I was placed in an awkward situation recently where our neighbor called the cops on us. For reference sake, he was calling regarding a suspected domestic disturbance which occurred in the home behind ours, and he misidentified our home. However after he confronted me about it - he said he was going to call the cops (which he proceeded to do in front of me). When I began leaving he said it was a crime to leave.

I am aware that in certain situations (such as car accidents, or as the person who called 911) you may need to remain at the scene until speaking with police. However, I was unable to find information regarding situations where there is no immediate threat or crime that has been observed.

My question - What are your legal responsibilities when having the police called on you?

1 Answer 1


You do have the right to leave after the police were called on you, but leaving the scene could raise suspicion and make you seem guilty. It may be easier to wait until police arrive and explain your side of the story to clear things up. However, according to Canada’s Department of Justice, you can be placed under a Citizens Arrest. If someone sees you in the act of committing a crime, they are able to place you under citizens arrest and hold you there until police arrive. This individual is allowed to use as much amount of force that is reasonable. If this person did not place you under citizens arrest, you are not obligated to stay.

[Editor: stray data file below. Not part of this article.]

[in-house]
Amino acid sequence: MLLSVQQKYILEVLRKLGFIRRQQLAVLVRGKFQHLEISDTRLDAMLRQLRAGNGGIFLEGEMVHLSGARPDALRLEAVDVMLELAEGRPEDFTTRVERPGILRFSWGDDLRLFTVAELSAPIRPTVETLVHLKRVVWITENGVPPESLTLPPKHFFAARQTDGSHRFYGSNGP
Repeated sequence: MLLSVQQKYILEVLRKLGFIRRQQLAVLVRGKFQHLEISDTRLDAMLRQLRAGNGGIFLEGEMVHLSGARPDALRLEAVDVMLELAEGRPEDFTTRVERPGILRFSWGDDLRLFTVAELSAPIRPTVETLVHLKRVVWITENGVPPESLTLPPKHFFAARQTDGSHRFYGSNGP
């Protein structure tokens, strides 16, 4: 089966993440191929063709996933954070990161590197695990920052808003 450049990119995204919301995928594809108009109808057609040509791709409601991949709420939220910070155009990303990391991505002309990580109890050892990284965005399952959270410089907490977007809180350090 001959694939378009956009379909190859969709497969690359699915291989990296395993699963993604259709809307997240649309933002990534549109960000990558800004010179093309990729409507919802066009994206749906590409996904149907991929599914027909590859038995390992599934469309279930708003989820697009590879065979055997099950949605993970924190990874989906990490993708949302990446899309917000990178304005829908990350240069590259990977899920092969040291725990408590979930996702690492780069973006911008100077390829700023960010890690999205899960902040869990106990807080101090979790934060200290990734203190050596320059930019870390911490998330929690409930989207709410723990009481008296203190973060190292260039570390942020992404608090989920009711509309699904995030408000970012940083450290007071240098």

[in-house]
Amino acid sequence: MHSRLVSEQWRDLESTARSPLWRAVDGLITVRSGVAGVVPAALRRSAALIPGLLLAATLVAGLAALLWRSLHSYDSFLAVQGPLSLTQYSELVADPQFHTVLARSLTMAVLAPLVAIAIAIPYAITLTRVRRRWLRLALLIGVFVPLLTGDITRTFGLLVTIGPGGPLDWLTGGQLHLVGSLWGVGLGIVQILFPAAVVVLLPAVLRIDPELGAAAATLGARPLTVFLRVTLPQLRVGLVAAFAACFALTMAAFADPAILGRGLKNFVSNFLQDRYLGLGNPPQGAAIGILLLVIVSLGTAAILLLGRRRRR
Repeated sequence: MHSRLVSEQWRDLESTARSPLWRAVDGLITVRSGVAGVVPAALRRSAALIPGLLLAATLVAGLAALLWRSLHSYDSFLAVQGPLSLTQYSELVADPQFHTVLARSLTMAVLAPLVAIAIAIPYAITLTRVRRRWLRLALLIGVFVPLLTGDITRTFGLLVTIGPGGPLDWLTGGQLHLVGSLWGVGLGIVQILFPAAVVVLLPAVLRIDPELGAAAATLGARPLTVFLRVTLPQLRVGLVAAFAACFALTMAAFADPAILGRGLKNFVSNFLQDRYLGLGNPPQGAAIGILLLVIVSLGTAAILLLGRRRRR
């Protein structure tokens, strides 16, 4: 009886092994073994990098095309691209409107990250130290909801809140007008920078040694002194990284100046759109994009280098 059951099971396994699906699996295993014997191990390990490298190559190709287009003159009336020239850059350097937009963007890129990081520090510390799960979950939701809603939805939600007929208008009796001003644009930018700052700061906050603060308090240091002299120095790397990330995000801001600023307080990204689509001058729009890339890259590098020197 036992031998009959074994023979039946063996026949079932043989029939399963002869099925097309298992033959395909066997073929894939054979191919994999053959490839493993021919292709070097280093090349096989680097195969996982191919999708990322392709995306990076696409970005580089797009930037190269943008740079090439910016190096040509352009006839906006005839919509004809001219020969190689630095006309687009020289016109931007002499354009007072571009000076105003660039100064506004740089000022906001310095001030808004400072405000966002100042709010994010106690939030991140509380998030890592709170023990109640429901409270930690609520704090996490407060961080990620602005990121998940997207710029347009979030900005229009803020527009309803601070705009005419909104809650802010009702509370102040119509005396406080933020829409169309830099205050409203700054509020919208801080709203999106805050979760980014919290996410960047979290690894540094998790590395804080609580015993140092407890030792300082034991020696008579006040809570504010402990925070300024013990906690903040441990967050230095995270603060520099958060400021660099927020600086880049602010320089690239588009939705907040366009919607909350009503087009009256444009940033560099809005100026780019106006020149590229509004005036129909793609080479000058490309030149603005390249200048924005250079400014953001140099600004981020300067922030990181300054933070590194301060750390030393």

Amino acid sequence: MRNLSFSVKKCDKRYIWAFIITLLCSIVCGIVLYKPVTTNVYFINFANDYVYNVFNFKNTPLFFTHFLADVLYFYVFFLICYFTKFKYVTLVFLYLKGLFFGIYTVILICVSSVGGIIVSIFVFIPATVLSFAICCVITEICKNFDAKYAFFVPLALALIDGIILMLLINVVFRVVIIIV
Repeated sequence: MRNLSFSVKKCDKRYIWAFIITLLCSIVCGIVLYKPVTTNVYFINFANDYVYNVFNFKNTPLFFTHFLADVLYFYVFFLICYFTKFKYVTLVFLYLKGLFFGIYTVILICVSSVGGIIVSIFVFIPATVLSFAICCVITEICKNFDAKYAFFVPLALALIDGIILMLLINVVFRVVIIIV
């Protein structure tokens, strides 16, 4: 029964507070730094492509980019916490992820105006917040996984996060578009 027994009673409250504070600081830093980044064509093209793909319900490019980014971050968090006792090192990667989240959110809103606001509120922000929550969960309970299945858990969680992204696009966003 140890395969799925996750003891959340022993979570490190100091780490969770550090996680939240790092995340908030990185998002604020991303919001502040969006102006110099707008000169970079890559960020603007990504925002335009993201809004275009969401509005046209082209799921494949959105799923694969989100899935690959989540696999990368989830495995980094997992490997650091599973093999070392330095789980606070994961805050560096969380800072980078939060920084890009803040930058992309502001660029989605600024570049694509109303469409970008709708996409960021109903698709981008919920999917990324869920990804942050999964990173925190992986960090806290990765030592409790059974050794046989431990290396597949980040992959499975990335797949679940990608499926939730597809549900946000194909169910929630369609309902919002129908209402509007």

• Could a citizens arrest be construed as kidnapping or assault and press charges when the police do show up if in fact they were wrong, as is the case for the OP? Aug 9, 2018 at 20:14
  • 1
    @JeffLambert Based on the link I provided, it says that police must be called as soon as possible, because if not it may be ruled as illegal and the accuser can face civil or criminal consequences. Also, the accuser must have reasonable belief that the individual did commit the crime in order to place citizen’s arrest. The accuser is also held responsible for any excess force used.
    – Ella
    Aug 9, 2018 at 20:23
  • 1
    Thanks for the link - in my situation a citizens arrest was never mentioned, though that may have been what they were thinking. It seems you might be right from my further reading - unless "detained" you are not required to stick around. Aug 9, 2018 at 20:44
  • Were you referring to the David Chen case? lawnow.org/whatever-happened-david-chen-citizen-arrests
    – DJohnM
    Aug 10, 2018 at 4:40

You must log in to answer this question.

Not the answer you're looking for? Browse other questions tagged .